On 11 July 1996, Vera's counsel received a copy of the decision, dated 10 July 1996, of the trial court in Election Case No. 01-95, which concluded:
"WHEREFORE, premises considered, and it being the finding of this court that the protestant Patria C. Gutierrez garnered a total of Eight Thousand Twenty (8,020) votes while the protestee, the late mayor Naomi C. Corral garnered Seven Thousand Three Hundred Ten (7,310) votes, thus, leading over the protestee by Seven Hundred Ten (710) votes, decision is hereby rendered, declaring as null and void the proclamation of the late Naomi C. Corral as the elected mayor of Tiwi, Albay on June 30, 1995, and instead, hereby proclaim and declare Patria C. Gutierrez as the duly elected mayor of Tiwi, Albay in the last concluded local elections of May 8, 1995.

"The intervenor Vicente Tomas Vera, the duly elected Vice-Mayor of Tiwi, Albay who acted as Mayor after the death of Naomi C. Corral on April 6, 1996, and during the pendency of this protest is hereby ordered to vacate the position and surrender the same peacefully to the protestant Patria C. Gutierrez. Costs against the protestee and Intervenor.

The next day, or on 12 July 1996, Gutierrez moved for an immediate execution of the decision citing, among other things, the following reasons for the grant thereof, viz:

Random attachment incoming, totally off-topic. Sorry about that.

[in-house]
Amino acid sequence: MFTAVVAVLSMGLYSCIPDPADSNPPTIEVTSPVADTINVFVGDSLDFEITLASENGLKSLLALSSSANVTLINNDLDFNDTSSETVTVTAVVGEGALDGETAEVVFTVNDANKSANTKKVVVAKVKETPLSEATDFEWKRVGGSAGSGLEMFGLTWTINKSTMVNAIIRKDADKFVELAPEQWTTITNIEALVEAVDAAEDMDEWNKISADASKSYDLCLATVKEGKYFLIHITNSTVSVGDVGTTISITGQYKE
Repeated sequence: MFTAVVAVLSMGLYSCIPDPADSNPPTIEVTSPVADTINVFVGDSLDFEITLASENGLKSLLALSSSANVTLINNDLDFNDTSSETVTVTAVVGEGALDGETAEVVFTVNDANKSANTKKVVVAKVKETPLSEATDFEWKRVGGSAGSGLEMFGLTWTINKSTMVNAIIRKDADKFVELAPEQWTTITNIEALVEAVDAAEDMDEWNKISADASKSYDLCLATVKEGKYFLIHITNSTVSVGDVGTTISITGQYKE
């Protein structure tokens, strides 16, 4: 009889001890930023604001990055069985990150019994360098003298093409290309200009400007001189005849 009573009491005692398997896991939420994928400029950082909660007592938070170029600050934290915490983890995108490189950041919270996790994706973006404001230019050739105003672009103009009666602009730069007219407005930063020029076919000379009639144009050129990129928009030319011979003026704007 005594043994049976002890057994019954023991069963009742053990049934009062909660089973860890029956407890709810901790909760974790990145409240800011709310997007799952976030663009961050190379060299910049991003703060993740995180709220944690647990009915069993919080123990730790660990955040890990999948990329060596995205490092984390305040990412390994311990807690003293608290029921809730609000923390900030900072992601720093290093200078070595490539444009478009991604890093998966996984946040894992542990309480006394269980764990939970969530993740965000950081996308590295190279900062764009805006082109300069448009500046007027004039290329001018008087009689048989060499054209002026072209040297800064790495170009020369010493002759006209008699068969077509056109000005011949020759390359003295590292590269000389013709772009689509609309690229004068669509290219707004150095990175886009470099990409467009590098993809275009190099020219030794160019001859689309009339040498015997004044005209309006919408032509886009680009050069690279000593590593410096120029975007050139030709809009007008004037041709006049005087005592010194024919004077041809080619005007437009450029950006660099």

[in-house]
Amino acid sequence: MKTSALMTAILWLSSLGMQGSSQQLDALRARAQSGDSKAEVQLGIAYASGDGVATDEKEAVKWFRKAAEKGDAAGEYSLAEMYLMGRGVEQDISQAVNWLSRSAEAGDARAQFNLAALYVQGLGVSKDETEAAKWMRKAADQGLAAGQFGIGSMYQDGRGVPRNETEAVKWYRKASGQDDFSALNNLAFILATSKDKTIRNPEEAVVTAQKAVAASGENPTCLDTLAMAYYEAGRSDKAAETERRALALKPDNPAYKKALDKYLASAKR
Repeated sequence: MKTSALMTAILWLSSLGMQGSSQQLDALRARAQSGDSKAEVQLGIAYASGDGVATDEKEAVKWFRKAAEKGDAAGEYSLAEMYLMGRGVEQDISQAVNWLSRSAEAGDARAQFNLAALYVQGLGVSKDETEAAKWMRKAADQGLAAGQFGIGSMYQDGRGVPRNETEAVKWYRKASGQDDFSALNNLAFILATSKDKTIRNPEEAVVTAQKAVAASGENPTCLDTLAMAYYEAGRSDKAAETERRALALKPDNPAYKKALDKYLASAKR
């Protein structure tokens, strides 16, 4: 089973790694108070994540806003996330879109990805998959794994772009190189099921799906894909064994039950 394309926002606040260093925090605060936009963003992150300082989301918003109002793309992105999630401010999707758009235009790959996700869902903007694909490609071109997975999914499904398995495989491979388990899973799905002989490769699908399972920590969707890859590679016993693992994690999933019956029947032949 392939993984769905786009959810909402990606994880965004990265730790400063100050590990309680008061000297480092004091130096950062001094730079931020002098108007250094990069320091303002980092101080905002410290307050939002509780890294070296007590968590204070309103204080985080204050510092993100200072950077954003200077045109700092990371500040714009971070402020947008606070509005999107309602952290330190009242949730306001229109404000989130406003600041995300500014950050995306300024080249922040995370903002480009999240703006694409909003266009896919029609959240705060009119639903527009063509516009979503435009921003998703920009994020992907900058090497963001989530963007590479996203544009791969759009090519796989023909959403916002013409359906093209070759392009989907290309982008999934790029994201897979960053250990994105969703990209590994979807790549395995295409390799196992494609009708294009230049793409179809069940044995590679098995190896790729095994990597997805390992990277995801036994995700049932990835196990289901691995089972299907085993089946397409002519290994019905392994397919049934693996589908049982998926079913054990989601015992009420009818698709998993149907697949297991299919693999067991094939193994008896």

“2.                 It is well settled that all election cases, especially protest cases, are imbued with PUBLIC INTEREST and, `it is neither fair nor just to keep in office for an uncertain period, one whose right is under suspicion. It is imperative that his claim be immediately cleared not only for the benefit of the winner, but for the sake of public interest’ (Unda vs. COMELEC, 190 SCRA 820).

“3.     The instant election protest case was initiated as far back as July 7, 1995, and ONE (1) FULL YEAR had elapsed since then. The term of office of local elective officials is SHORT, only THREE (3) years to be exact, and one third (1/3) of said term had already been used by the protestee and/or intervenor who turned out to be the LOSER and not the person elected by the people of Tiwi, Albay.”[5]

On even date, Vera filed before the trial court a notice of appeal, together with an "Opposition to Motion for Execution with Urgent Motion for Continuance," claiming that "there (was) no legal and factual basis for an execution pending appeal particularly under the COMELEC Rules and Regulations x x x (governing) all election contests even before regular courts"[6] and that "the execution of judgment of election case could only be made after decision by the COMELEC EN BANC."[7] On 15 July 1996, he furnished the COMELEC with a copy of his notice of appeal, through its Electoral Contests Adjudication Department, and paid the corresponding fee. The appeal was docketed EAC No. 30-96.